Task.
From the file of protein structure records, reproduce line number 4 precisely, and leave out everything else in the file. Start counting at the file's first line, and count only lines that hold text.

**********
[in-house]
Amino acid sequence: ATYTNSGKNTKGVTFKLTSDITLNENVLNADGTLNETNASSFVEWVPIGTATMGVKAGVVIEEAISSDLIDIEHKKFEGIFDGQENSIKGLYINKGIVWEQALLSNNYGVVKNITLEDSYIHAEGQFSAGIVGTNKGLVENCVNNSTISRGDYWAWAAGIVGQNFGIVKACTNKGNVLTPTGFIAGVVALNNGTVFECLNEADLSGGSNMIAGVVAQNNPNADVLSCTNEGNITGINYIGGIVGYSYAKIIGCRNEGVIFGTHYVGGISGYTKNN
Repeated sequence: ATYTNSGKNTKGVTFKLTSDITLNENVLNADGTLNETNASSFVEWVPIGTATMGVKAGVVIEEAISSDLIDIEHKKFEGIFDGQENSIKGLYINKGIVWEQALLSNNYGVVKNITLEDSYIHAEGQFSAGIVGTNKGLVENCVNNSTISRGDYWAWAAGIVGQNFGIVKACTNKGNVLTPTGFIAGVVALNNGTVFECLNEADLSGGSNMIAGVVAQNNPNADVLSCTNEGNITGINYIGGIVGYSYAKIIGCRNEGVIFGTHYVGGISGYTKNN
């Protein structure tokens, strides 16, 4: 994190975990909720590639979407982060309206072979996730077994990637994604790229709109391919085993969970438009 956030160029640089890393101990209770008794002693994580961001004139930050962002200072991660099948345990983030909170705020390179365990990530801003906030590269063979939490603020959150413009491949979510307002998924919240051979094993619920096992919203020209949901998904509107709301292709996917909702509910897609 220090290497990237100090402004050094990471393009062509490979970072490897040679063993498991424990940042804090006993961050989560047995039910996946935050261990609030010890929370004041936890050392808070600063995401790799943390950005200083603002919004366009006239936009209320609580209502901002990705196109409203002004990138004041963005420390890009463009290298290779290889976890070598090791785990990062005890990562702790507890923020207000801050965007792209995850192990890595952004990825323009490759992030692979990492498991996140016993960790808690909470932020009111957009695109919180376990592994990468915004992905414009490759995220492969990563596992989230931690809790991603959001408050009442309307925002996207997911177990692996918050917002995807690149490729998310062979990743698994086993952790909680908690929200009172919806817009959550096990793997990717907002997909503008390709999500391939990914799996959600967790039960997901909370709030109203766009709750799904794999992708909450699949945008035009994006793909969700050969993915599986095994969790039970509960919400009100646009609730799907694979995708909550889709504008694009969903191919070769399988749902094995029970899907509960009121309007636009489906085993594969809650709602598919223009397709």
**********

């Protein structure tokens, strides 16, 4: 994190975990909720590639979407982060309206072979996730077994990637994604790229709109391919085993969970438009 956030160029640089890393101990209770008794002693994580961001004139930050962002200072991660099948345990983030909170705020390179365990990530801003906030590269063979939490603020959150413009491949979510307002998924919240051979094993619920096992919203020209949901998904509107709301292709996917909702509910897609 220090290497990237100090402004050094990471393009062509490979970072490897040679063993498991424990940042804090006993961050989560047995039910996946935050261990609030010890929370004041936890050392808070600063995401790799943390950005200083603002919004366009006239936009209320609580209502901002990705196109409203002004990138004041963005420390890009463009290298290779290889976890070598090791785990990062005890990562702790507890923020207000801050965007792209995850192990890595952004990825323009490759992030692979990492498991996140016993960790808690909470932020009111957009695109919180376990592994990468915004992905414009490759995220492969990563596992989230931690809790991603959001408050009442309307925002996207997911177990692996918050917002995807690149490729998310062979990743698994086993952790909680908690929200009172919806817009959550096990793997990717907002997909503008390709999500391939990914799996959600967790039960997901909370709030109203766009709750799904794999992708909450699949945008035009994006793909969700050969993915599986095994969790039970509960919400009100646009609730799907694979995708909550889709504008694009969903191919070769399988749902094995029970899907509960009121309007636009489906085993594969809650709602598919223009397709």